In short, it’s good. It’s very good. Still too early to say whether it lives up to the stream of 10/10s that it has been receiving, but it’s definitely on course.
The issue explaining quite why it’s on course is, however, hard, due to the sheer scale of GTA IV; in just a few short hours I have already played pool, darts and bowling, been on several dates, had some warm coffee, driven over 50 miles, watched trash telly, tried to derail a train, have helicopters gun me down, been beaten up by several tramps, caused a seventeen car pileup, taken down a local boss who lived across the road from me, located the strip club, pulled over in a lay-by to listen to talk radio and have only just found the internet. I’m just glad I’m not doing one of my 365 word reviews on this thing.
What first struck me about the game was simply how amazing everything looked. Previous GTAs have set themselves up as almost quantity over quality, where you could have your free-roaming city but it would be made out of comparatively low quality materials, something that was down to the Renderware engine of old. Here, though, everything is crisp and detailed, with an interesting almost painted look surrounding objects in the middle-distance. I can guarantee that on more than one occasion, usually when passing a high vantage point, you’ll look in awe at the cityscape presented in front of you.
Away from the visuals, Rockstar’s previous release Bully has had a definite influence on the game. The story seems a definite step up from previous instalments and the main protagonist has enough depth and personality for you to empathise with him. True, he’s still capable of going on a kill crazy rampage, but he’s infinitely more human than the hollow shells you played in GTA III and Vice City, with the game as a whole benefiting from this as you immerse yourself in his world.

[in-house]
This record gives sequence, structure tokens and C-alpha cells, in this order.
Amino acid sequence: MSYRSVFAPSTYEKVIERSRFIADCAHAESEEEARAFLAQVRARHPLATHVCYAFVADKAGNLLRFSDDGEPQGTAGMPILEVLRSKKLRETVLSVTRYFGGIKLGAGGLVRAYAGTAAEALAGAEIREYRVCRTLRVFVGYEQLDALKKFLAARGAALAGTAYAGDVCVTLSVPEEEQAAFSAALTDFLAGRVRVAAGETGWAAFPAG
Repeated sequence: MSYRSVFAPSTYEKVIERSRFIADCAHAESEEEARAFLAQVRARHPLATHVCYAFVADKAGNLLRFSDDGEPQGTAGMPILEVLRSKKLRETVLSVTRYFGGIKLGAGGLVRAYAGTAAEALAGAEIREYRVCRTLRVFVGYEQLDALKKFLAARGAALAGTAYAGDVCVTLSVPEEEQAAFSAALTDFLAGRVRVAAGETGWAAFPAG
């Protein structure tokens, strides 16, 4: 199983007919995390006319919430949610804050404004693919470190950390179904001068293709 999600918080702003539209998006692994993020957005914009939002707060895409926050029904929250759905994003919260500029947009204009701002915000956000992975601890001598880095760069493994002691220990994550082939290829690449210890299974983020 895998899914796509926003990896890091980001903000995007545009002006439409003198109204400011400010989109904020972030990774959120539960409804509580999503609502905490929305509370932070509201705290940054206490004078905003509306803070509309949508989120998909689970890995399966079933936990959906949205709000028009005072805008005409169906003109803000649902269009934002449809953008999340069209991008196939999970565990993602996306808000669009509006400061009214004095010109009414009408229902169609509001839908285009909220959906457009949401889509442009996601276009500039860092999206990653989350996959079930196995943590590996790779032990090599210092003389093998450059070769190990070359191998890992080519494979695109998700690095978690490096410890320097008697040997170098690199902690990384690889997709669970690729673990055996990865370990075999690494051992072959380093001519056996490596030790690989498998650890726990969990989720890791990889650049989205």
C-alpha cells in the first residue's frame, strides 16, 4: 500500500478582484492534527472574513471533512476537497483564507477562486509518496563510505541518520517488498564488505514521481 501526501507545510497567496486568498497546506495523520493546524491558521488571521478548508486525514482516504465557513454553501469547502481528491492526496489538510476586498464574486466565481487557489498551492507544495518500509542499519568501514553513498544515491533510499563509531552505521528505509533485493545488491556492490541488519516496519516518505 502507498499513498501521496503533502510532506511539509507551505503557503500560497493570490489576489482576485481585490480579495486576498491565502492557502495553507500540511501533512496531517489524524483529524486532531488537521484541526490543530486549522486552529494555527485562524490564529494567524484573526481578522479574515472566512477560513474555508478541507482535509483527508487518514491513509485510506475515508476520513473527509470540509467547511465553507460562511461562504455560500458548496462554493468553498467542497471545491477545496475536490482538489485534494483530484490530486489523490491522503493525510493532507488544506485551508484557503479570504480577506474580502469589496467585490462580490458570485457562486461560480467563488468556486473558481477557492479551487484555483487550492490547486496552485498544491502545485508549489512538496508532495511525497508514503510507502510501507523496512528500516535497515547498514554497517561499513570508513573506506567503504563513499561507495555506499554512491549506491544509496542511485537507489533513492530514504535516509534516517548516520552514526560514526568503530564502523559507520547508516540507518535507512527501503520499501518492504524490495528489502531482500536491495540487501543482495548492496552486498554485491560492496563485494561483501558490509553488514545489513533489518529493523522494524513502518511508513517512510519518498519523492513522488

The opening cutscene sets things up perfectly and drops you as an immigrant of unknown origin into the heart of the American Dream and it’s not too long before you’re drawn in to the seedy underworld that can be found in Liberty City.
Most of your early tasks involve you trying your cousin’s cabs around and here those familiar with a series will notice the difference. No longer are the cars simply bricks with wheels lashed to the bottom, they operate on a completely physics based system. The upshot of this is that controlling early cars is hard and the resulting crashes even more spectacular; their shifting weight and momentum meaning cornering at speed is hard, but ultimately more satisfying, in my opinion.
The combat has received a welcome makeover as in recent years the “clones” have been making a mockery of the original GTA control scheme, with both Saints Row and Crackdown having infinitely better setups. At this early stage, a lot of the problems seem to have been addressed and taking others in no longer a teeth grinding frustration. Aiming seems far smoother, with the choice of either locking on or free aim depending on how far depressed your trigger is.
The freeform aspect of the game is obviously still there, just trying to steal a cop car is enough to let the sirens start blaring and your profile to be circulated amongst the cities Finest, but again I haven’t played long enough to unlock enough “toys” to truly take advantage just yet. With this play in mind, a welcome is addition is the new cover option, meaning gunfights can be more than just a spray and pray affair.
It isn’t all be about cars and guns for Niko, either. Socialising plays a large part in the game, to keep friends and contacts sweet whilst also giving you a chance to impress the opposite sex. These distractions from the main missions allow you to take your associates to various spots around the city to take part in some well fleshed out mini-games or cutscenes, the latter being represented by a cabaret with an incredibly roster of acts. The sheer quantity of shows available is testament to the amount that Rockstar invests in every single activity in the game.
The only thing that it’s missing is Agility Orbs.